We’re excited to feature another fabulous Australian woman and AWNY member this month, Kathy Potts. Hailing from Melbourne (though born in NSW), Kathy is making strides here in NYC as a post-doctoral researcher and in the women’s reproductive health industry. Beyond her talents in biotech and academia, Kathy loves to explore new hobbies like painting and pottery, find new hikes upstate or in other regions of the U.S., and hang with her friends for a cocktail or coffee. We’re proud to have her as one of our amazing ANWY members and look forward to you getting to know her a little more.
Where in Australia are you from and why did you make the move to NYC?
I was born in Sydney, but have been a Melbourne gal most of my life. To be honest I’m really surprised I ended up here. I grew up in love with the idea of moving to London or Scotland, and NYC was never really on my radar. When I was searching for my postdoctoral research position my favorite role just happened to be here, so I thought ‘why not, it’s only for a couple of years…’ We’re at almost six years and counting!
What are a few things that you miss most about Australia?
I miss Australian nature!! The sounds of rainbow lorikeets at dusk and kookaburras at dawn, the smell of eucalyptus out in the bush, the beach, the abundance of flavorful fruit and veg at the Queen Vic market, and quality coffee – there’s nothing like a Melbourne latte. The biggest challenge by far is being so far away from my family and friends.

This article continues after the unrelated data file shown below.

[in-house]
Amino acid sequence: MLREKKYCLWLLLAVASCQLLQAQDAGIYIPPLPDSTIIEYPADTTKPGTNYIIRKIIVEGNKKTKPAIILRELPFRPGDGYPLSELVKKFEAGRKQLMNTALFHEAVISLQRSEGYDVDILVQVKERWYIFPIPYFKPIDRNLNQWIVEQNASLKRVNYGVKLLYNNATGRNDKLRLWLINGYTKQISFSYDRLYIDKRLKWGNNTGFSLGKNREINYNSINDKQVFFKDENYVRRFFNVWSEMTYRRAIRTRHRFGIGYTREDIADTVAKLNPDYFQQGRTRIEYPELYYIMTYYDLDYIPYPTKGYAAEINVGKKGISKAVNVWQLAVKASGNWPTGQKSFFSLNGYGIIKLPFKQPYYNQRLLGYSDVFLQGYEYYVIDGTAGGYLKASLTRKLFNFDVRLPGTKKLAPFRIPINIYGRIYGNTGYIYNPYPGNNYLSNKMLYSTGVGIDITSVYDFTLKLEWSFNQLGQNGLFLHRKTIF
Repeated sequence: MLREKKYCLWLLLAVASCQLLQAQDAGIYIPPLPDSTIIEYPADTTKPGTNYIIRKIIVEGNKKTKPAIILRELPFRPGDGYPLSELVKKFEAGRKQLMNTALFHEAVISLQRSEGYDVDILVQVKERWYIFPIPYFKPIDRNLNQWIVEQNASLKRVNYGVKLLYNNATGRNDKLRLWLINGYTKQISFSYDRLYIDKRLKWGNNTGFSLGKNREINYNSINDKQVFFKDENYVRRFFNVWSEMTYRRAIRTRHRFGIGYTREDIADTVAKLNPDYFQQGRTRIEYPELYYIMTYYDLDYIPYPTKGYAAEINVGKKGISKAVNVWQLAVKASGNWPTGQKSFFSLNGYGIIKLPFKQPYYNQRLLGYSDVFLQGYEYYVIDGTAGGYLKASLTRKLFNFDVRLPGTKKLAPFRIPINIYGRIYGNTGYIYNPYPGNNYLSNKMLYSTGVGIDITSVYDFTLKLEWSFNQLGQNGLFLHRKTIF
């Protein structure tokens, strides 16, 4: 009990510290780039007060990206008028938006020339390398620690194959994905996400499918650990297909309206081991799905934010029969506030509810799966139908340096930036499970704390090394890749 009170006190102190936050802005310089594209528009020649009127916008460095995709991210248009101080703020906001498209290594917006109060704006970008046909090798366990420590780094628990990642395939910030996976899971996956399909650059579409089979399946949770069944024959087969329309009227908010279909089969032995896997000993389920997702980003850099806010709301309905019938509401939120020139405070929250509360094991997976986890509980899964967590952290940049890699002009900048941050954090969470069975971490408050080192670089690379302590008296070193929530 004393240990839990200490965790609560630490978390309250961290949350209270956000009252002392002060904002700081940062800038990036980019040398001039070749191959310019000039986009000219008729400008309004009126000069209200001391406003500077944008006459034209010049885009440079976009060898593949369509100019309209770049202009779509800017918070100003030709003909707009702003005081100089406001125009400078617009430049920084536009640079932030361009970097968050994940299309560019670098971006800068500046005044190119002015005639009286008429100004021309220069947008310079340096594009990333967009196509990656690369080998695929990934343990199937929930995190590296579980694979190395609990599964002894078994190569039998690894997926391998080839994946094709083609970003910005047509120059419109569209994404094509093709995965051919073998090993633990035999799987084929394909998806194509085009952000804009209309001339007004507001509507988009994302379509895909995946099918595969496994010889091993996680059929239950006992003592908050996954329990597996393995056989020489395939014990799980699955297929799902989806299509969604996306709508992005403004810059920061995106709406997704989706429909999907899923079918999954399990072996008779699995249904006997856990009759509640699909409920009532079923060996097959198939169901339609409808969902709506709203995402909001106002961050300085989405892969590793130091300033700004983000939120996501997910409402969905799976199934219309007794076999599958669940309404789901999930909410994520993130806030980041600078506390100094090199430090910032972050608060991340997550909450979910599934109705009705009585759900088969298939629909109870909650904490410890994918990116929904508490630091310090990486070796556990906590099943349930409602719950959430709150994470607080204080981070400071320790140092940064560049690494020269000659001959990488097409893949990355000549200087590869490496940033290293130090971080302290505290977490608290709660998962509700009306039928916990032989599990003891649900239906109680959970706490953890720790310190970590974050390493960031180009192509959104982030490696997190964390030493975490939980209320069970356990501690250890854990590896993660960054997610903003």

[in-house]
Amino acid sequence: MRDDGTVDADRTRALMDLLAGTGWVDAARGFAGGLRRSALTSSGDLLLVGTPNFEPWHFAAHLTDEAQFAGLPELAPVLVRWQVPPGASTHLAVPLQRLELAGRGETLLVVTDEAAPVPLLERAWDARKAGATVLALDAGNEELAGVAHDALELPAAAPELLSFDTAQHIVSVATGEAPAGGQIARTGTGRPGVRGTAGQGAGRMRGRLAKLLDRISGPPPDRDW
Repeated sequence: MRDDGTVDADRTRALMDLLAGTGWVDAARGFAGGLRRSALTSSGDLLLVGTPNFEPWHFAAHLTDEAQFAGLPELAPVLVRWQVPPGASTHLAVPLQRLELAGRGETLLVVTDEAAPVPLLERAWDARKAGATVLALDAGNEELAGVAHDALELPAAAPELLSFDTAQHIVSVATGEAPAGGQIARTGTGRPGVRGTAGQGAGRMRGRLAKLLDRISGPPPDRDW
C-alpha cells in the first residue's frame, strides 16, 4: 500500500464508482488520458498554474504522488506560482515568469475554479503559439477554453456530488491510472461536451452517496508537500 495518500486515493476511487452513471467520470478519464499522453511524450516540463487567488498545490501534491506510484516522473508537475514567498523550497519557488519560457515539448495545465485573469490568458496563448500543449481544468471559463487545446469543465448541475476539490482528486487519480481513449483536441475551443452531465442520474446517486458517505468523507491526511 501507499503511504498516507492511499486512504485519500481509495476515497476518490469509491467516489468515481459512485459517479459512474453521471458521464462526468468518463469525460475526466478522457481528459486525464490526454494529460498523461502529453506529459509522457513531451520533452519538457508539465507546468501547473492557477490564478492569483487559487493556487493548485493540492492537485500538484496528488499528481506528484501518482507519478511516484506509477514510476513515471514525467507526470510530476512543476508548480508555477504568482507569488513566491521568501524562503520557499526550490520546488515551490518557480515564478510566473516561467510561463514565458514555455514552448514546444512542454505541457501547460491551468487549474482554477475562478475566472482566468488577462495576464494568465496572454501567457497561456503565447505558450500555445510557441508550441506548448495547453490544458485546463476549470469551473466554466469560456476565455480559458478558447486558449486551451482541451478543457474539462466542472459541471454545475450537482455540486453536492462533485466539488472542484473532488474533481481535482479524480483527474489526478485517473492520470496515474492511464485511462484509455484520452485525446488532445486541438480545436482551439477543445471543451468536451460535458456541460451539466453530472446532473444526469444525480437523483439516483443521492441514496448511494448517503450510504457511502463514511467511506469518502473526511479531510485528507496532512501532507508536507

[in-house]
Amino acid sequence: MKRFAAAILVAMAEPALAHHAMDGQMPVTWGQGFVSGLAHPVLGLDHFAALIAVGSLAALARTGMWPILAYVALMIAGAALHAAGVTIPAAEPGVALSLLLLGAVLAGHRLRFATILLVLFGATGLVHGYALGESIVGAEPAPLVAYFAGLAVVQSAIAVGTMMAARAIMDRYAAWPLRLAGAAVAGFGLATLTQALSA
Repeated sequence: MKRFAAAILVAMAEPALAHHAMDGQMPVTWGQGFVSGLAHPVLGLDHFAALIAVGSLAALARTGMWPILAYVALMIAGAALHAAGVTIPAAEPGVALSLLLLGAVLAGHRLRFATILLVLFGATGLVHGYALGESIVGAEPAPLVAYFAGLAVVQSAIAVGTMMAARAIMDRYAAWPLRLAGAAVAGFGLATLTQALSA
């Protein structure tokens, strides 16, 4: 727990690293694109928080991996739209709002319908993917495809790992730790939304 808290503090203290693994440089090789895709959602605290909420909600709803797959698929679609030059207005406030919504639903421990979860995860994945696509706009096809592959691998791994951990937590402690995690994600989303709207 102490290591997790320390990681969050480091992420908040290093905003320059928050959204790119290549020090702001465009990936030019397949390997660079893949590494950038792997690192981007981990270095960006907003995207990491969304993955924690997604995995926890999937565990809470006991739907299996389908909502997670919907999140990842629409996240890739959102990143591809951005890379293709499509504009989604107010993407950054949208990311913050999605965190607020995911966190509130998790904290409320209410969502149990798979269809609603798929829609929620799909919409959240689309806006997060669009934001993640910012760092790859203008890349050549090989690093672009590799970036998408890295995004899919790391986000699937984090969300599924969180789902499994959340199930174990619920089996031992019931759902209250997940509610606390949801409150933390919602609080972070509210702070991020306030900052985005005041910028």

Do you have any tips to help quell the homesickness while in New York?
I video call my sisters, munch on vegemite toast, Tim Tams, or Caramel Crowns, (you’ve got to have a stash!), and head to the pub or café with other Aussie ex-pats.
You mentioned your dream role led you to NYC—what are you working on at the moment?
I’m a cell biology research scientist, and I moved to NYC after finishing my Ph.D. at the University of Melbourne. I spent my first five years here doing postdoctoral research at the Albert Einstein College of Medicine to find new blood cancer treatments. Now I’m working at Gameto, a women’s health biotech startup improving egg freezing and IVF technologies. I’ve also got a side hustle (as one does in New York!) facilitating professional development workshops for scientists through HFP Consulting.
Tell us about your neighborhood and what you like about living there?
After a few years of living in a quiet neighborhood in the northeast Bronx, I’m fortunate to live right in the heart of Greenwich Village. I moved downtown during the pandemic which was intense but I was incredibly lucky to find an amazing American housemate—a lifelong friendship forged in our tiny village apartment! I love being immersed in the excitement and community of the village, living near many of my friends, and being only a quick walk or bike ride from everything.
With so many things happening in the city, what do you do in your ‘spare time’?
There’s never a dull moment in NYC, I’m always exploring and creating. Recently I’ve been focused on pottery, watercolor painting, and improving my health and fitness. I love going to the theatre, wandering through tiny galleries in Chelsea and Soho, and finding new bars and restaurants with friends.
Everyone’s journey is different, so how did you land your job in NYC?